From Making a Living to Creating Art: From Graphic Designer to Artist
From his start as a graphic designer for a Bucharest hair magazine in Romania to the successful completion of 22 years of work as a San Francisco Bay Area graphic art director for high-tech clients, artist Adrian Litman can say that he has made it in the art world. But just making it wasn't enough for Litman; after more than two decades as a professional designer, Litman decided it was time to take his art into his own hands to be free from creative restrictions.
Litman's introduction to the arts came from his family. "My parents and family friends appreciated and praised my effort," he says. After attending the High School of Fine Arts in Bucharest, Litman was accepted to the University of Bucharest Art Institute, where he graduated in 1974 with a master's degree in graphics. Since then, he has remained up-to-date with computer graphic technology, specifically as it pertains to art layouts and project presentations. He finds that the 11 years of arts education he received gave him a solid base of knowledge allowing him to find a job in America soon after graduation.
Litman enjoys his life as an artist largely because of the freedom of creativity it affords him. He carries an open mind into his career, understanding that sometimes rejections or setbacks today "can be successes tomorrow." One of his favorite projects was a mosaic design for ParkTown Place in Cupertino, California. The large size and complex nature of the project allowed him to stretch his creative boundaries in new ways. As he continues his work, Litman says he hopes to create art work that carries a social message, addressing today's challenges while "inspiring future generations to do good." He sees the economy of the 21st century as one that fosters artists as professionals and says there are more opportunities than ever before.
Mr. Litman and His Career
Tell us about your career.
After graduating from college in 1974, I worked for a few years as a graphic designer doing the layout of a monthly hairdo magazine in Bucharest, Romania. Following a standard design, month after month, the work became monotonous and I started to do more creative stuff in my free time. My need for creativity allowed me to explore various aspects of art design from paintings of all kinds to decorative objects, furniture, fashion accessories, hand-painted silk outfits, etc.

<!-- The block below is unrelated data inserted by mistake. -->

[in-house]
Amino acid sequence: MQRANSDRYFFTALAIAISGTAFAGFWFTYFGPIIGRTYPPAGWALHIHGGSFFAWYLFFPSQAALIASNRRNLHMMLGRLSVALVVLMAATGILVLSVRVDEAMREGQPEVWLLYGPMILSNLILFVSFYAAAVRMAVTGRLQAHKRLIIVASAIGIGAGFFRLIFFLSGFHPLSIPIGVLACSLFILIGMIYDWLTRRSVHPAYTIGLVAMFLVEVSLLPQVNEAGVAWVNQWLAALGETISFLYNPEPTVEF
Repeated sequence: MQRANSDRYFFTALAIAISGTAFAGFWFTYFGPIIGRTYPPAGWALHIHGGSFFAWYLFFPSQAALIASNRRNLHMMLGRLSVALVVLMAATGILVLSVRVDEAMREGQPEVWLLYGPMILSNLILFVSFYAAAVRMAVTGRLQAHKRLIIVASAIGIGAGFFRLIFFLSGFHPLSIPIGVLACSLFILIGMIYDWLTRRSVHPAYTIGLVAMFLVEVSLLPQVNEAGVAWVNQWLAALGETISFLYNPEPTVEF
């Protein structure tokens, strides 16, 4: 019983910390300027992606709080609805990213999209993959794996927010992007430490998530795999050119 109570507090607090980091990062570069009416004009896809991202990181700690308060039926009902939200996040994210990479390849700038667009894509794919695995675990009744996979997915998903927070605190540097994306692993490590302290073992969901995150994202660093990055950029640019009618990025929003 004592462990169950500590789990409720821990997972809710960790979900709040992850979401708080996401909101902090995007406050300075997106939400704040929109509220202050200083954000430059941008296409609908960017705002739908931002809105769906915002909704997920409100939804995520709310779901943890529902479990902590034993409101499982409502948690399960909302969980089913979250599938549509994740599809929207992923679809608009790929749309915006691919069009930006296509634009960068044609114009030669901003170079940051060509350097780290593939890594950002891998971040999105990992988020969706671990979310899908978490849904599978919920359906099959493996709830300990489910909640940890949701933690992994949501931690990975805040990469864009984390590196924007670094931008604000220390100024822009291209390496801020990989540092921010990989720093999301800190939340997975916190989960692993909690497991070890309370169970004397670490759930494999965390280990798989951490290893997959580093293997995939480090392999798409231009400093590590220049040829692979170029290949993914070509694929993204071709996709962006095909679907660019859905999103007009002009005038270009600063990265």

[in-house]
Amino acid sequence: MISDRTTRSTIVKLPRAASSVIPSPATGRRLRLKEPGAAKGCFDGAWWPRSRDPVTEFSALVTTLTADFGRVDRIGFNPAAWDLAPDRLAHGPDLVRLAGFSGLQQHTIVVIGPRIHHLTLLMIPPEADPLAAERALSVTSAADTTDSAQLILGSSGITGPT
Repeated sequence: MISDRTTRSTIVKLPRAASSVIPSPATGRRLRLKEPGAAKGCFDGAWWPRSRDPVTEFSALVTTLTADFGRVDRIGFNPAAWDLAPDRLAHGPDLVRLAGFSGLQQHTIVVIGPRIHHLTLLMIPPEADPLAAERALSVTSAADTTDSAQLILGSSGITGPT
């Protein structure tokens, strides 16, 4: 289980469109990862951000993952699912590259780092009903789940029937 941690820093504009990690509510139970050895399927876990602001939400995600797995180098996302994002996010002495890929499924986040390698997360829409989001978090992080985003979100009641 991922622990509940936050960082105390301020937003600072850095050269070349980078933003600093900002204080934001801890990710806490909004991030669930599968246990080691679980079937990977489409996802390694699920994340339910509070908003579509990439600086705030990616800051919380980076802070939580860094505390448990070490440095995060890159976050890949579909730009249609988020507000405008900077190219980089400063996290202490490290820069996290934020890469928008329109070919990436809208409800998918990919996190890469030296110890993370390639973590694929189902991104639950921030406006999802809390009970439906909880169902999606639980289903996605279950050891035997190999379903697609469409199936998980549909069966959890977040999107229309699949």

In 1980, I left Romania and came to California. For the following 22 years I worked in the Bay Area as a graphic designer and art director in the high tech and banking fields. In 2002, at the age of 54, I took a small retirement package from VISA International and decided to continue my artistic career independently and without creative restrictions. Now, looking back, I am asking myself why didn't I do it much earlier.
What do you enjoy most about your career? What do you do dislike?
The most enjoyable thing is, of course, the freedom of creativity and the fact that people react in a very appreciative way to almost everything I create. One thing I would rather not have to deal with is finding new markets and customers for my art work. It would be nice to have an agent or a marketing person to take care of that aspect of the industry.
What has been your greatest success? Setback?
I am not sure I can say what has been my greatest success so far. I have had a positive response to almost everything I've made. Come to think of it, I've had no major setbacks either. Occasionally I get rejects from some art gallery or from a "call for artists" competition, but that is followed by an acceptance somewhere else or a good sale, so it's just all part of the industry. About a year and a half ago, I created 15 abstract oil paintings of various sizes that I presented to some art galleries in the city and Bay Area without great response. I managed to sell some to private clients and last week sold the rest of the package to Perinatal Associates in San Francisco so what seems to be a reject or setback today can be success tomorrow.
What are some favorite projects you've completed and why?
I would say that they were probably the mosaic design for ParkTown Place in Cupertino and the Claudino's residence in Palo Alto because of the project size and complexity of both of those.
What are some of your personal and/or professional goals for the future?
I wish I could have enough energy to be able to accomplish at least 50% of what is going on in my mind creatively. I also wish I could create art work with a social message addressing some challenges of our time, inspiring the future generations to do GOOD.
Where have you worked in the past and how do those environments differ from where you are working now?